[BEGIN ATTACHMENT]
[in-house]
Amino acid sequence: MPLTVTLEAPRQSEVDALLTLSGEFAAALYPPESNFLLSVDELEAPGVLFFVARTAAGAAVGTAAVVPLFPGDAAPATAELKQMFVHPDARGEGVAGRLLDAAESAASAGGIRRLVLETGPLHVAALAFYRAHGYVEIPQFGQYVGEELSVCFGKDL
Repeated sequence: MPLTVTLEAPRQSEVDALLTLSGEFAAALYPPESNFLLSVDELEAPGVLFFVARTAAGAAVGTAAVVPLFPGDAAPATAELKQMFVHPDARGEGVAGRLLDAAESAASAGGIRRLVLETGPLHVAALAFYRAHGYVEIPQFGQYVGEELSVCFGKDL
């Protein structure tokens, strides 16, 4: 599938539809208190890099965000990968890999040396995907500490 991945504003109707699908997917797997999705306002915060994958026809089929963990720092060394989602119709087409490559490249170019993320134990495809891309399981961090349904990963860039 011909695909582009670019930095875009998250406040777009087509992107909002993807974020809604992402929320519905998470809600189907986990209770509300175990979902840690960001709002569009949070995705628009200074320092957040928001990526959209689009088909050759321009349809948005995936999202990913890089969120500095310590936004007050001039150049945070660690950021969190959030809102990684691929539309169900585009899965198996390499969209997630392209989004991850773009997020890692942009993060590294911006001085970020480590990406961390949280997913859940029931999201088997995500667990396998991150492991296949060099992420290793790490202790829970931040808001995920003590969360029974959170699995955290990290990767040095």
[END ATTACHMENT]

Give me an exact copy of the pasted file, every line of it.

[in-house]
Amino acid sequence: MPLTVTLEAPRQSEVDALLTLSGEFAAALYPPESNFLLSVDELEAPGVLFFVARTAAGAAVGTAAVVPLFPGDAAPATAELKQMFVHPDARGEGVAGRLLDAAESAASAGGIRRLVLETGPLHVAALAFYRAHGYVEIPQFGQYVGEELSVCFGKDL
Repeated sequence: MPLTVTLEAPRQSEVDALLTLSGEFAAALYPPESNFLLSVDELEAPGVLFFVARTAAGAAVGTAAVVPLFPGDAAPATAELKQMFVHPDARGEGVAGRLLDAAESAASAGGIRRLVLETGPLHVAALAFYRAHGYVEIPQFGQYVGEELSVCFGKDL
């Protein structure tokens, strides 16, 4: 599938539809208190890099965000990968890999040396995907500490 991945504003109707699908997917797997999705306002915060994958026809089929963990720092060394989602119709087409490559490249170019993320134990495809891309399981961090349904990963860039 011909695909582009670019930095875009998250406040777009087509992107909002993807974020809604992402929320519905998470809600189907986990209770509300175990979902840690960001709002569009949070995705628009200074320092957040928001990526959209689009088909050759321009349809948005995936999202990913890089969120500095310590936004007050001039150049945070660690950021969190959030809102990684691929539309169900585009899965198996390499969209997630392209989004991850773009997020890692942009993060590294911006001085970020480590990406961390949280997913859940029931999201088997995500667990396998991150492991296949060099992420290793790490202790829970931040808001995920003590969360029974959170699995955290990290990767040095």